Keep in mind taxation here, however: the person receiving funds in a QDRO is taxed. So, if you use a QDRO to collect back support payments, the supported spouse is going to be hit with a big tax bill and get less than they deserve. One solution is to add twenty percent to the arrears to cover those taxes as a “close enough” estimate of the tax bill.
A QDRO can be used to clear up child support arrears
This one isn’t much of a secret – child support agencies all over the country are using QDROs for child support as we speak. Why? With one QDRO, you can often clear up thousands of dollars in existing child support arrears. This can be a great solution for parents who are struggling to pay off their arrears or for the custodial parent dealing with a stubborn deadbeat.
It is important to remember that most of the time, child support issues are handled by your local child support agency. If that agency isn’t involved, you may be able to do a child support QDRO on your own or with the help of a lawyer, but it is very uncommon. Most people involve the agency once payments fall behind.
Like spousal support arrears, you’ll need to keep in mind taxation here: the person receiving funds in a QDRO is taxed. So, if you use a QDRO to collect back support payments, the child is going to be hit with a big tax bill and get less than they deserve. One solution is to add twenty percent to the arrears to cover those taxes as a “close enough” estimate of the tax bill, which is standard practice for child support agencies that handle these types of QDROs.
A QDRO can allow married couples to split a retirement account – even if they aren’t really getting divorced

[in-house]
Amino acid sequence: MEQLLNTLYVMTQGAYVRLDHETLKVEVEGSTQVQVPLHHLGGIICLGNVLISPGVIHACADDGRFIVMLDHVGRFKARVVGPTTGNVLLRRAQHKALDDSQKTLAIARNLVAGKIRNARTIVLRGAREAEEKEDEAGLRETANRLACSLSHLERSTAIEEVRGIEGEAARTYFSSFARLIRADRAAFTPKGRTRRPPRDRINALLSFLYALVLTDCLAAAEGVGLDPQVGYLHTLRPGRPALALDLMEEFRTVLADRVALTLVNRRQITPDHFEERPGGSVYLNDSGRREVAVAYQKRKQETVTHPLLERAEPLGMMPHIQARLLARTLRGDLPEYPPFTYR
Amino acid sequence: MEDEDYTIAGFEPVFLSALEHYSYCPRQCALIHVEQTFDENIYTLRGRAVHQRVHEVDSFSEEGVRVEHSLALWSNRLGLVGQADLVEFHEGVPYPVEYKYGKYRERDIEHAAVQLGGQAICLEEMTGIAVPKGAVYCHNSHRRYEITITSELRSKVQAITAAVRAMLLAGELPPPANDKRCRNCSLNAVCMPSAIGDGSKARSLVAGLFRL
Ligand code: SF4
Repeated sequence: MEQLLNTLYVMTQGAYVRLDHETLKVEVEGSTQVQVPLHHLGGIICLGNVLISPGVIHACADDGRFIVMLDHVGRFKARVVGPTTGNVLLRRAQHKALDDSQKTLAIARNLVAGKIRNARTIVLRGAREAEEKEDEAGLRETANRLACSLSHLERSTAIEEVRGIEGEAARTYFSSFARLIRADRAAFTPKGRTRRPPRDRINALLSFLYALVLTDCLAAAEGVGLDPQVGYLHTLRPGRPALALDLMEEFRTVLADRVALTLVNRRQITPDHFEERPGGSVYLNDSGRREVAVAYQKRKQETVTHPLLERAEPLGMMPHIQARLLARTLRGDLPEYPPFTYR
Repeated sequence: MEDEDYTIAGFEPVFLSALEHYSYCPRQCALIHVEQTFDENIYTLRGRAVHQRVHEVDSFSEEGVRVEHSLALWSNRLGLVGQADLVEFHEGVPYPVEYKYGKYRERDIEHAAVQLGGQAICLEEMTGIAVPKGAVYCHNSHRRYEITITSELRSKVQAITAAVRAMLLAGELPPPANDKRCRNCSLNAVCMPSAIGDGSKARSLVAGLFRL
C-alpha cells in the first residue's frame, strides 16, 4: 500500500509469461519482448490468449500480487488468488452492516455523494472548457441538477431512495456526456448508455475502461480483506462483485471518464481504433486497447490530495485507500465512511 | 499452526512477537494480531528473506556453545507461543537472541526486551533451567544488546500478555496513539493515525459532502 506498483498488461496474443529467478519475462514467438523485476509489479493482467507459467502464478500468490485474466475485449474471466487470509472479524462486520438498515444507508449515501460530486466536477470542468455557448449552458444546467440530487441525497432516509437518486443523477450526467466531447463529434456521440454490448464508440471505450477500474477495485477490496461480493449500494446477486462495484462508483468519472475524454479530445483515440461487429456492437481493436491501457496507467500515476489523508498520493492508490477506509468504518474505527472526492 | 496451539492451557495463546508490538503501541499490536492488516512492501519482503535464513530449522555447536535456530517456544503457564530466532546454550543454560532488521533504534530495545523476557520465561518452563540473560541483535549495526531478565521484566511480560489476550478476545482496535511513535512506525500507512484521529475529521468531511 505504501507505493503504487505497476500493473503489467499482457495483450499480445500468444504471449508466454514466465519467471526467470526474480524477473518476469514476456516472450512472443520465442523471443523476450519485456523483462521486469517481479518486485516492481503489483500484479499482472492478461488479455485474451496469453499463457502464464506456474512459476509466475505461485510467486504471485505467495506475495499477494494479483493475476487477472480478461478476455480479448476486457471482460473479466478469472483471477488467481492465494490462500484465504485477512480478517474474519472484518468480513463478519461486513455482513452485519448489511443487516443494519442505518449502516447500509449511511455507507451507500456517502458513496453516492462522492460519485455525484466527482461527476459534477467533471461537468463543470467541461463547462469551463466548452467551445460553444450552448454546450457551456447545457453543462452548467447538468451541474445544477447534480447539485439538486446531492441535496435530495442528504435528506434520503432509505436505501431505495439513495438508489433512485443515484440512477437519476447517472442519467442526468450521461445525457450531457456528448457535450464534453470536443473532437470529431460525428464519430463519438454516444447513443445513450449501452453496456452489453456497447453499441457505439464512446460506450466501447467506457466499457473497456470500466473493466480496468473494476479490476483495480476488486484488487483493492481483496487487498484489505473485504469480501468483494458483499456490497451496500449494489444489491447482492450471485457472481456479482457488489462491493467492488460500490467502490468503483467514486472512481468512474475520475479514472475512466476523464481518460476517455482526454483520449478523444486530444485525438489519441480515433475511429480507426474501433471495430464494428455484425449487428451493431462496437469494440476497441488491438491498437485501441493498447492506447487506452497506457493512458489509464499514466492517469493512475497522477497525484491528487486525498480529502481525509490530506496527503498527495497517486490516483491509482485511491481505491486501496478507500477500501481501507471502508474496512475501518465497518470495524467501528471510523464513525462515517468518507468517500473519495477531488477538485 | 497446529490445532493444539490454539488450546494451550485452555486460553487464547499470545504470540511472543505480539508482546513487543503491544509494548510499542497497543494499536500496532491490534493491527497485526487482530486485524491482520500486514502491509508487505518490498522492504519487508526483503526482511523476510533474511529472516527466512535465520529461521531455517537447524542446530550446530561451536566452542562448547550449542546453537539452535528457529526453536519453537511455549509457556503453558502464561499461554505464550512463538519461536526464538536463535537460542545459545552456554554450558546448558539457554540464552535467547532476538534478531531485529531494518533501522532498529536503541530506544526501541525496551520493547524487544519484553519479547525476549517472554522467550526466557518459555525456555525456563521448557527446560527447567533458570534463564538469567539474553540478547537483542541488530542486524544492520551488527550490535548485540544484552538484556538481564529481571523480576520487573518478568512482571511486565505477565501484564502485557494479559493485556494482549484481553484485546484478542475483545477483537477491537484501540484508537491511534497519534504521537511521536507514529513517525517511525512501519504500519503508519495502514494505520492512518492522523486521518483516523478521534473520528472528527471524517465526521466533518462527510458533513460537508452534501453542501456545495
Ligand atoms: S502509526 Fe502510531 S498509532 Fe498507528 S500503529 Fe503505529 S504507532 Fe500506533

A QDRO is for divorces, right? Yes, but some couples use the process as a workaround to pull off a transfer without the early withdrawal penalties and potential tax savings.
How? Consult with a lawyer in your area first, but the theory goes like this:
- File for divorce.
- Ask the court to enter a QDRO transferring the funds. The receiving spouse can cash out at their presumably lower tax rate and without early withdrawal penalties, or roll the funds over.
- Ask the court to dismiss the divorce filing.
This is also a potential route for evening out retirement savings or planning, years ahead, for medicaid or medicare, by reducing the assets and retirement income of one or both parties.
A QDRO can allow BOTH parties to withdraw funds from a 401(k) without paying early withdrawal penalties
One of the most useful and often overlooked benefits of a Qualified Domestic Relations Order (QDRO) is the ability of the parties involved to withdraw funds from a 401(k) without paying the 10% early withdrawal penalty. Normally, that benefit falls only to the non-employee/alternate payee spouse. But, if there is an understanding between the parties, the alternate payee can receive more than their share, then kick some back to the employee-spouse. This can be a useful way to give both parties early access to retirement funds, with less tax and penalties, so that they can start their two new lives with more cash in hand.
Tricky Strategies Need Expert Guidance
Look, these are mostly workarounds and hacks. The QDRO was intended as a vehicle for splitting retirement accounts as part of a normal divorce – typically 50/50 – and not as an alimony tax hack. If you’re considering one of these strategies, think about the legal fees and time investment versus potential tax savings, and run everything by your CPA and lawyer before proceeding.
The QDRO is a powerful tool to ensure that your retirement assets are protected and distributed as you intended them to be. It can provide flexibility to change the terms of a retirement plan, as well as serve as a powerful tool to help you and your family make informed decisions about how to divide your retirement savings. It can be used to ensure that your retirement assets are distributed in the most tax-advantageous way possible as well. But before you rush to declare victory over the tax authorities, run the plan by experienced counsel first.